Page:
While it’s true that volunteers bring with them strengths and skills that you may have targeted, and a particular task or role to perform, flexibility and ability to give new things a go is invaluable in a great volunteer. An open mind and willingness to learn, adapt and get stuck in can make the difference between a body just filling a chair and someone who is an asset to the team. Not for Profit organisations who rely on volunteer support need people who can take on a broad range of tasks, and do them with enthusiasm and a smile! You want people with a ‘can do’ attitude who come to hang out with you, make a difference and give their best because they want to. You want them to enjoy working with you and want to make a real impact, not people who just want to make their resume look better. The more positive energy given by volunteers, the more that flows back to them in return.

“Every time you empty your vessel of that energy, fresh new energy comes flooding in.” – Anthony Kiedis

3. Team player

If you could do it all on your own you wouldn’t need volunteers, so chances are there will be a team of people working together on a task or outcome, and teamwork is an essential skill for any volunteer. Depending on the array of duties you may be working with other staff, paid or volunteer, service users and the general public. Your volunteers will also be representing your organisation, so teamwork skills also contribute to being a good ambassador. Good communication and listening skills, being approachable and friendly, and generally amiable and cooperative are the starting points of good teamwork and the ability to play nice with others and work towards a common goal. An ideal team player is also a self-starter who can use a little initiative and identify what needs to be done and when without being given constant supervision and instruction.

“Teamwork is the secret that makes common people achieve uncommon results.” – Ifeanyi Onuoha

If your volunteer recruitment activities are effective, and your induction process is robust, you should be getting it right, most of the time. Keeping in mind these basic key attributes and qualities to look for in a volunteer will help ensure you get it right, more often than not.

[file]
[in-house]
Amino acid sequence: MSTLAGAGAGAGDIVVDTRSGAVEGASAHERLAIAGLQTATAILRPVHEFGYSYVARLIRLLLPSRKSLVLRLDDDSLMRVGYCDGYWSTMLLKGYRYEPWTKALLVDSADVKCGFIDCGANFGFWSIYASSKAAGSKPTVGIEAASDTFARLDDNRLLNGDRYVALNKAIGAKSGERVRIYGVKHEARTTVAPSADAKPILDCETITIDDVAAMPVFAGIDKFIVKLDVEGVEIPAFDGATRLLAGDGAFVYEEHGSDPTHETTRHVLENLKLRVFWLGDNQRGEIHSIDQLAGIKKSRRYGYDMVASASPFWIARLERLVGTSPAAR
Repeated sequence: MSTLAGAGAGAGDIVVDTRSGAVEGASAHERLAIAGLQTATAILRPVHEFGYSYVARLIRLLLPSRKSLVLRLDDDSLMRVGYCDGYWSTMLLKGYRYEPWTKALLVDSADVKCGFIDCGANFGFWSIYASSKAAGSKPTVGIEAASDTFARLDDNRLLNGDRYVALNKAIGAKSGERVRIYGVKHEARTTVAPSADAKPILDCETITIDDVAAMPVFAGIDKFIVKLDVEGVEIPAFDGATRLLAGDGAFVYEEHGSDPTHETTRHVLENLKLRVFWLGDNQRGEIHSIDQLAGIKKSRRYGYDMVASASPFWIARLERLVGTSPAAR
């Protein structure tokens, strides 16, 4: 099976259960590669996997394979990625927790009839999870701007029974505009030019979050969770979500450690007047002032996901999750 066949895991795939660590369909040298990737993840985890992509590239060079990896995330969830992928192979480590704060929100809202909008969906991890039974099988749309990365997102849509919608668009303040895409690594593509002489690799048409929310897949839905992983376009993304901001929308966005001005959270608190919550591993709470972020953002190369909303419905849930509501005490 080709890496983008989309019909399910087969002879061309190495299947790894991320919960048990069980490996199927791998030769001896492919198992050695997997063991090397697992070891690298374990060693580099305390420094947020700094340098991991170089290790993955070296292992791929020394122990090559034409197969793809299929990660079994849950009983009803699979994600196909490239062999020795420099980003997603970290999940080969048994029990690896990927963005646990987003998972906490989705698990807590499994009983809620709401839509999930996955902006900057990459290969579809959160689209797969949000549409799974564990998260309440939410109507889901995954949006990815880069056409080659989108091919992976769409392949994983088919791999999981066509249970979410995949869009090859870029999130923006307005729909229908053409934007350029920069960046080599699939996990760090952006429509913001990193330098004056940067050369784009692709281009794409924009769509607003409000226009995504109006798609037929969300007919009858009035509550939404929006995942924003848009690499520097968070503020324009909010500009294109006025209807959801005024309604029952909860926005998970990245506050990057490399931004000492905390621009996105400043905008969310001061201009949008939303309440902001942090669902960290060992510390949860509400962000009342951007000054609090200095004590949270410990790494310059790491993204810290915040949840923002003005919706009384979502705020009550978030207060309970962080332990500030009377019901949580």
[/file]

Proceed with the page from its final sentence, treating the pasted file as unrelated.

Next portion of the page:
As a volunteer treasurer or other board member, it’s unlikely that you came into the position fully equipped and knowing everything that you need to in order to be effective in your post. Even if you’ve served on the board for some time, the needs of every organisation changes. So, it’s likely that at some point during your service career there will be several times that you need some training to better assist the other members of your board.

There are numerous types of training available to those on the board of a non-profit. The training that you will need will depend on what you are trying to achieve. For example, many treasurers and other board members start their position learning as they go and pick up skills as they are needed. Mentors can show treasurers and other board members how to adequately perform in their position because they’ve learned from their personal experience on the board. However, there are many times when a mentor may not be available within the existing board. This is especially true in times of upheaval when several board members leave, or the focus of the non-profit happens to dramatically change.

Workshops and other short-term, hands-on training can be useful to bring new board members up to speed as to the responsibilities and requirements of their role, or to help existing board members stay updated. Training is useful when there is a specific skill that one or more members needs to acquire. Special topics or areas of interest can be presented well in this format. For example, if there is a change in guidelines that affects the board’s governing and oversight requirements, a workshop can quickly update everyone’s skills. Technology is another example where this training works well and is often needed. Since technology is rapidly changing, a short seminar can facilitate board members to become more familiar with topics such as best practices to increase cybersecurity to protect the non-profit’s systems.

Other times, formal training and even coaching can benefit board members and others who are in a leadership role in the non-profit arena. While it would likely be difficult for some board members to schedule time for formal, in-person training, there are online courses which enable board members to acquire skills that they need to be more useful in their position. Coaching can be done online especially when there isn’t already an existing mentor on the board to guide others in acquiring the skills they need. Coaches can support board members to clarify their vision for the non-profit and increase their individual leadership ability so that the non-profit’s goals are achieved more easily.

Boards can increase their effectiveness by conducting an audit to determine what skills each board member needs, and what training can be offered to update and improve everyone’s knowledge and capabilities. Individual board members can aid one another by being open to both mentorship and guidance and seeking ways to share their special talents and skills with one another.